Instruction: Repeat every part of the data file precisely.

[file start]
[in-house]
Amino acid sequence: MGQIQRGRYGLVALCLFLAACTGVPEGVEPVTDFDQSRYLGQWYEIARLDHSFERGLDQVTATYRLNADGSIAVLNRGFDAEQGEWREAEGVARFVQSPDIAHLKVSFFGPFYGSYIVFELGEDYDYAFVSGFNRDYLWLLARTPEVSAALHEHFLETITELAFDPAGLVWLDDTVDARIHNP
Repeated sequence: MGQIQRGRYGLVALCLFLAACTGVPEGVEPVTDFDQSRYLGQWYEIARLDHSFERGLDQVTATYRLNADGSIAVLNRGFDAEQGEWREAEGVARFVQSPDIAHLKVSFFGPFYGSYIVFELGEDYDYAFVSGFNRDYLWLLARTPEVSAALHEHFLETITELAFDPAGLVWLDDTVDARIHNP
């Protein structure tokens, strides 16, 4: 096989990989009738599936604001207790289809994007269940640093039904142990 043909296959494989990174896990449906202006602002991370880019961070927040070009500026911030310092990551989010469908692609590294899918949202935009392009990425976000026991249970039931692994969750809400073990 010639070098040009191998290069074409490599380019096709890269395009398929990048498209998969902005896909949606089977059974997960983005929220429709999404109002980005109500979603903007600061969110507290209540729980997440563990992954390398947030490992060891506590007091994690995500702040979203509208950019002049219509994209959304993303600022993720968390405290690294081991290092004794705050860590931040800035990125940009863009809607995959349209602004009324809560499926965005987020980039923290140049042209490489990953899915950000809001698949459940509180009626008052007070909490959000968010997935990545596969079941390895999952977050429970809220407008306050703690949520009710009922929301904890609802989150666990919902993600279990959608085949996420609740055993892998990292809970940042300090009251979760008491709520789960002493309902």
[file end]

[in-house]
Amino acid sequence: MGQIQRGRYGLVALCLFLAACTGVPEGVEPVTDFDQSRYLGQWYEIARLDHSFERGLDQVTATYRLNADGSIAVLNRGFDAEQGEWREAEGVARFVQSPDIAHLKVSFFGPFYGSYIVFELGEDYDYAFVSGFNRDYLWLLARTPEVSAALHEHFLETITELAFDPAGLVWLDDTVDARIHNP
Repeated sequence: MGQIQRGRYGLVALCLFLAACTGVPEGVEPVTDFDQSRYLGQWYEIARLDHSFERGLDQVTATYRLNADGSIAVLNRGFDAEQGEWREAEGVARFVQSPDIAHLKVSFFGPFYGSYIVFELGEDYDYAFVSGFNRDYLWLLARTPEVSAALHEHFLETITELAFDPAGLVWLDDTVDARIHNP
């Protein structure tokens, strides 16, 4: 096989990989009738599936604001207790289809994007269940640093039904142990 043909296959494989990174896990449906202006602002991370880019961070927040070009500026911030310092990551989010469908692609590294899918949202935009392009990425976000026991249970039931692994969750809400073990 010639070098040009191998290069074409490599380019096709890269395009398929990048498209998969902005896909949606089977059974997960983005929220429709999404109002980005109500979603903007600061969110507290209540729980997440563990992954390398947030490992060891506590007091994690995500702040979203509208950019002049219509994209959304993303600022993720968390405290690294081991290092004794705050860590931040800035990125940009863009809607995959349209602004009324809560499926965005987020980039923290140049042209490489990953899915950000809001698949459940509180009626008052007070909490959000968010997935990545596969079941390895999952977050429970809220407008306050703690949520009710009922929301904890609802989150666990919902993600279990959608085949996420609740055993892998990292809970940042300090009251979760008491709520789960002493309902």